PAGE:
Cake Eggs: Cake Filled Eggshells!

I remember making these when I was a kid… What a fun and unusual treat for Easter and/or Spring in general.  I could totally see these for a baby shower brunch at each place setting, maybe topped with an edible flower.  The how-to is below!

How to make Cake Eggs:

All you need:
Egg shells (Jumbo would yield larger results, but in this case, I thought brown would be pretty.)
Your favorite light in texture cake batter (for these I just used a white cake mix)

Using an icepick or other sharp pointy object, make a hole in the top of each egg shell. Carefully! Then enlarge the hole to about a 1/2 inch in diameter by carefully removing little bits of shell.
Pour out the insides and reserve for your cake batter, and/or other uses. (If you need to separate eggs for your cake batter, like I did, just pour out the whites first into one bowl, then use a toothpick to break up the yolk, and pour it into a separate bowl. Otherwise, just use a toothpick to mix the egg up a bit in the shell, then pour out.

Wash your egg shells.
Looking for more info, I googled and found these instructions, which suggest the egg shells should then be soaked in salty water for 30 minutes. I have no idea if this is necessary, but I decided to try that. That recipe also suggested drizzling a little oil in the shells, but I found that problematic. Since I’m serving these in their shells, I’d just skip that, or try a squirt of non stick spray.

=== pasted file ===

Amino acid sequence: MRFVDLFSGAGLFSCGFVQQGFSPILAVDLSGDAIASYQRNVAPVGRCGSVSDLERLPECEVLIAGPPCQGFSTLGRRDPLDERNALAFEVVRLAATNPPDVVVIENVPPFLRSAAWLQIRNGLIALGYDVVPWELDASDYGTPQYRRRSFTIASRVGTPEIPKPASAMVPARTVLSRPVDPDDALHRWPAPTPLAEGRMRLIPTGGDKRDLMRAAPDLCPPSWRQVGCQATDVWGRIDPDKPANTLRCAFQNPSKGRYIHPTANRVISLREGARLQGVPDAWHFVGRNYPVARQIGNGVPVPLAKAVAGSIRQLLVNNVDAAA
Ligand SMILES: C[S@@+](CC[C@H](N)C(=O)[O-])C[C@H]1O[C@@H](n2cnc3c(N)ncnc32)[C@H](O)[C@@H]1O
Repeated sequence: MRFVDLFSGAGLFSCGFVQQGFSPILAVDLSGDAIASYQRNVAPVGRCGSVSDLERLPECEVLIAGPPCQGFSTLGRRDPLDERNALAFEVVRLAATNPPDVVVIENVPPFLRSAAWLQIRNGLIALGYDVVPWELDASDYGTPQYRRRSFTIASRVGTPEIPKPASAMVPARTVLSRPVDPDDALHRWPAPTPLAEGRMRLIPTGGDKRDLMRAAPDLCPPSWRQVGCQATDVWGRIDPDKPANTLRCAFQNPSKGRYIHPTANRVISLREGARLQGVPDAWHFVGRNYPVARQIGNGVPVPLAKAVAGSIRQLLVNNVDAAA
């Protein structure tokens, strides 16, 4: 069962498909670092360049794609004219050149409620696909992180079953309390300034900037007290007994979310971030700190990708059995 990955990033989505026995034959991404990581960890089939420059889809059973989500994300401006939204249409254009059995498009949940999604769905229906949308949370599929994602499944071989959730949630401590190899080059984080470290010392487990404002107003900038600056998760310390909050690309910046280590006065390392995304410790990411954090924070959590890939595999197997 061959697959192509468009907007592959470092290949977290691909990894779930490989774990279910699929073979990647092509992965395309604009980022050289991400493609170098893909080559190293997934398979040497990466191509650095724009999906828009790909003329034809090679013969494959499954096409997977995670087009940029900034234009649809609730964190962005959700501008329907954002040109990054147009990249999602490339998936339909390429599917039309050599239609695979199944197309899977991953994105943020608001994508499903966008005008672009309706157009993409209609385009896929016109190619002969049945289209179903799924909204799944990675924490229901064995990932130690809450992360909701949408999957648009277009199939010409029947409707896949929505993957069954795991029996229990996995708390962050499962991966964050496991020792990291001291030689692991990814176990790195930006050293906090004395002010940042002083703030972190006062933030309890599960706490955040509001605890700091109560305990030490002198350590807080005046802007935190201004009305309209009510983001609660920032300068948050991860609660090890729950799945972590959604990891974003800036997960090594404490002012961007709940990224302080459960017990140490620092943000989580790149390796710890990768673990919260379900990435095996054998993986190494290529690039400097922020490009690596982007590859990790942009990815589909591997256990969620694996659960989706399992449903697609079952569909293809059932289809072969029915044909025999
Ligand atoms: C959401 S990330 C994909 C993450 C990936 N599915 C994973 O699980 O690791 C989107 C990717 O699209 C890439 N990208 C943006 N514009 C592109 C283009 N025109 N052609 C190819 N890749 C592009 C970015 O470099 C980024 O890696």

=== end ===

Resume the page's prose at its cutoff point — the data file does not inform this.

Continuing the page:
After your eggshells are dry, it’s time to fill and bake them!
A mini muffin tin was the perfect size to hold the eggs upright for filling and baking. If your eggs don’t fit perfectly, you might add salt or sand to the cups to provide stability, or place a little foil in the cups to fill in the space.

Put your cake batter in a piping bag or a plastic baggie with a corner cut off, and pipe batter into egg shells, filling about 2/3 of the way up.

If you’ve overfilled your eggs, you will have batter that comes out the top. So put a sheet pan under your muffin tin to catch any extra that might drip off.

Bake according to the cake directions (temperature) for about 20 minutes (use cupcake directions as a guide, though these will be smaller so may not take as long.) Use the toothpick test to determine doneness.

If your eggs have overflowed, just knock off the excess. Let cool. If you place your eggs in an air tight container or zip bag, any cake on the outside of the eggs will easily wipe off after resting.

Egg cups make the perfect serving dish. Or, serve a set in a clean egg carton! If you want to add a dollop of icing or whipped cream, peel a little of the shell off the top, and decorate as desired. You could also just top the egg with an edible flower, and let the cake be a bit of a surprise!

You could also fancy these up by painting the shells with a little food coloring or similar, after baking!

(thanks to Grieg for helping me with the photos!)